Australian researchers believe they now know how to tell if you are protected from SARS-CoV-2.
A vaccinated person’s early immune response can be used to predict the level of protection they will have against the virus over time, the researchers say.
Mathematicians, clinicians, and scientists at the University of New South Wales’ Kirby Institute, the Peter Doherty Institute for Infection and Immunity, and the University of Sydney looked at antibodies to determine the correlate of protection (or correlate of immunity).
“While we have known for some time that neutralising antibodies are likely to be a critical part of our immune response to COVID-19, we haven’t known how much antibody you need for immunity,” the Kirby Institute’s Deborah Cromer said in UNSW’s release.
“Our work is the strongest evidence to date to show that specific antibody levels translate to high levels of protection from disease.”
Predicting protection: Correlates of protection is a bit of a jargon-y way to describe a theoretically simple idea: looking at the type of immune system response you can say means that a person is protected from a pathogen.
Many times, the correlate comes from antibodies; if a person has x level of antibody titres in their blood, they are most likely protected against pathogen y. Other times, the immune response of other cells, like T cells, may be a better indicator; sometimes, we don’t have a true correlate of protection at all, “but only useful surrogates, for an unknown protective response,” as Stanley Plotkin, inventor of the rubella vaccine, writes.
In their study, published in Nature Medicine, the researchers looked at data from seven different COVID-19 vaccines, examining how the body’s early response to the jab correlated to the person being protected from the virus.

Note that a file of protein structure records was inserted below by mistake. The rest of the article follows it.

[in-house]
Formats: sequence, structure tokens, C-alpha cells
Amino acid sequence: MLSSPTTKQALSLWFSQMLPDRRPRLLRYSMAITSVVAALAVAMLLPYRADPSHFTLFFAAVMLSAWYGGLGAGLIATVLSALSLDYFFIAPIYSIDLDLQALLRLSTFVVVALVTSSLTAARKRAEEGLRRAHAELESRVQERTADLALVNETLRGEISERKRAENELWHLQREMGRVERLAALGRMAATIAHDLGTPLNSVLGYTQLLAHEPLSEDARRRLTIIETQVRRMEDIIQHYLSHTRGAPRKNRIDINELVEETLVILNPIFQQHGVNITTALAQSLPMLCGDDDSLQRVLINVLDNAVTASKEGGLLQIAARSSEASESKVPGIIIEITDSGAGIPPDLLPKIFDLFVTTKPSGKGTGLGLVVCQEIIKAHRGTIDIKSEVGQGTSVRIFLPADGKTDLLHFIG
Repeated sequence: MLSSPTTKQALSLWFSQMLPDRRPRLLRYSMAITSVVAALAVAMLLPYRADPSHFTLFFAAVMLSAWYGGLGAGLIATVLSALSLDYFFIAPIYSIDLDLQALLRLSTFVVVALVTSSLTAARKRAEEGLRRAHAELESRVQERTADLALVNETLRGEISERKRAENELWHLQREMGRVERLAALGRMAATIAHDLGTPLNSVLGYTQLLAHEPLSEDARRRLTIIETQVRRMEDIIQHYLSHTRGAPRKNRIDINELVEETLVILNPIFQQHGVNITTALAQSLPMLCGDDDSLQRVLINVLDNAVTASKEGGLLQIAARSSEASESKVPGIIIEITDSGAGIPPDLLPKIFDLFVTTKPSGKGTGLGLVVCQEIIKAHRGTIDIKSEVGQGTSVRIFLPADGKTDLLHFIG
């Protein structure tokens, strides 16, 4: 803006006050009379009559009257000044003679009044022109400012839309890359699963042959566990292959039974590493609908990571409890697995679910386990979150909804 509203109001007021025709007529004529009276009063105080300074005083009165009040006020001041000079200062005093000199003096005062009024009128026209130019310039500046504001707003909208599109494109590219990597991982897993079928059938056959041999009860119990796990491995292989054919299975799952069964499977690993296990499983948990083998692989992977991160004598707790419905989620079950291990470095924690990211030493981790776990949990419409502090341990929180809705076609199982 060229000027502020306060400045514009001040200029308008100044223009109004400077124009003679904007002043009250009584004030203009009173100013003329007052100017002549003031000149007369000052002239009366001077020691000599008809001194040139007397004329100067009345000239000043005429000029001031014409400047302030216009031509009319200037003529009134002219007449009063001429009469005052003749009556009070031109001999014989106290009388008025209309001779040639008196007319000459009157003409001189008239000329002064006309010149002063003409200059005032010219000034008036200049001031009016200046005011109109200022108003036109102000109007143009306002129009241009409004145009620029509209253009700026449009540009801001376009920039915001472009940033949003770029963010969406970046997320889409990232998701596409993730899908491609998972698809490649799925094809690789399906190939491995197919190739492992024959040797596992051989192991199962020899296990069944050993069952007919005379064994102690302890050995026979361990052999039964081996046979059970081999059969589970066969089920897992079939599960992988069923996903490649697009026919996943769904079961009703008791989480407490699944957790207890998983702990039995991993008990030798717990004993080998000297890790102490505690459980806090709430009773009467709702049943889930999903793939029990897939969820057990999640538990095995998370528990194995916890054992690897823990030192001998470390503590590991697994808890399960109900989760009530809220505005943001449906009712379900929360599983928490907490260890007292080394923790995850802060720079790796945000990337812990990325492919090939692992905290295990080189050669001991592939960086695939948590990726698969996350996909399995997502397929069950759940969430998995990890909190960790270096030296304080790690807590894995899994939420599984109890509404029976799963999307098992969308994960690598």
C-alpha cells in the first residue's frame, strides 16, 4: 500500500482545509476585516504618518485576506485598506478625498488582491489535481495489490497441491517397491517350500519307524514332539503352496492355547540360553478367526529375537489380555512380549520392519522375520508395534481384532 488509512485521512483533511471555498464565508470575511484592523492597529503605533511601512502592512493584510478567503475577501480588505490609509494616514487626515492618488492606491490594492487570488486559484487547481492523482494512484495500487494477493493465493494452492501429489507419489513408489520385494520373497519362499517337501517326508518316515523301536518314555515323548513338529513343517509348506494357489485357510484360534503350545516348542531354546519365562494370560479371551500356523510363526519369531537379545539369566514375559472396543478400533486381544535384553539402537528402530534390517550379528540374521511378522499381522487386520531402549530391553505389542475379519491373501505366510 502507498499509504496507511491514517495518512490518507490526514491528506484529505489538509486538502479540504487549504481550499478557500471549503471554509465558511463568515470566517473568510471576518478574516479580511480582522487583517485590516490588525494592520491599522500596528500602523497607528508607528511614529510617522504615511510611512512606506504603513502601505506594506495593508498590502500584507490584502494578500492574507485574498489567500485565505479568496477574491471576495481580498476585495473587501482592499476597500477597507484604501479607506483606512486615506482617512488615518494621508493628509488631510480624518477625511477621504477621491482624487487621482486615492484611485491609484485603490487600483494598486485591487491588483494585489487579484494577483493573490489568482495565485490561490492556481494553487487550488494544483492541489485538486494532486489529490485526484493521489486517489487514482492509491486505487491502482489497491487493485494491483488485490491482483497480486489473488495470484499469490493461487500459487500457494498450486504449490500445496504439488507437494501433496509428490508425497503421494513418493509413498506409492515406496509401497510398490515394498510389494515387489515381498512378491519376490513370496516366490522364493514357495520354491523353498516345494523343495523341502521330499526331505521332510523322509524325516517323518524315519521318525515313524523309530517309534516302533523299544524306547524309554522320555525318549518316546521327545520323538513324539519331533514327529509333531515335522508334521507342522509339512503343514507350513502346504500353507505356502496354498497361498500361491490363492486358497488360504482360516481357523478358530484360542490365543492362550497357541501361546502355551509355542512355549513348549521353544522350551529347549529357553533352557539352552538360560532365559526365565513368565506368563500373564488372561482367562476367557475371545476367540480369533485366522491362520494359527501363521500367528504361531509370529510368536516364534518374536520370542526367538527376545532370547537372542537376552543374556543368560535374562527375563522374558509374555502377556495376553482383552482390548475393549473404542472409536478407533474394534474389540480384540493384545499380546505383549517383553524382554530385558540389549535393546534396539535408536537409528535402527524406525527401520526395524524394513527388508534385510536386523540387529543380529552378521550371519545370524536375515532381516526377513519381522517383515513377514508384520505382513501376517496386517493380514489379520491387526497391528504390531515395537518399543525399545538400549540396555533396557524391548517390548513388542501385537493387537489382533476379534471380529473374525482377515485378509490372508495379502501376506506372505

They then determined a specific immune response’s relationship to protection, arriving at a number that was accurate enough to predict the efficacy of a new vaccine.
Speeding up development: Finding an accurate correlate of protection can shorten the amount of time needed to test new vaccines — or boosters — the researchers say.
“Antibody immune levels are much easier to measure than directly measuring vaccine efficacy over time,” Cromer said. “So, by measuring antibody levels across the range of new vaccine candidates during early phases of clinical trials, we can better determine whether a vaccine should be used to prevent COVID-19.”
In other words, they can check people’s antibody response to predict if a vaccine will work, rather than waiting for months to see if they get infected by the virus.
This should hold true for variants as well.
“An added advantage of our work is that (it) allows us to predict how protective an immune response will be against different variants,” the University of Sydney’s Jamie Triccas said in the release.
“This work can facilitate decision making by providing the necessary data much earlier on in the vaccine development pipeline and in a far more efficient way.”
As the authors note, however, the study does come with a major caveat: their analysis takes the data we have and projects how immunity may change and our response to various variants — and as anyone who’s studied it knows, the immune system is hellishly complicated.
We’d love to hear from you! If you have a comment about this article or if you have a tip for a future Freethink story, please email us at firstname.lastname@example.org.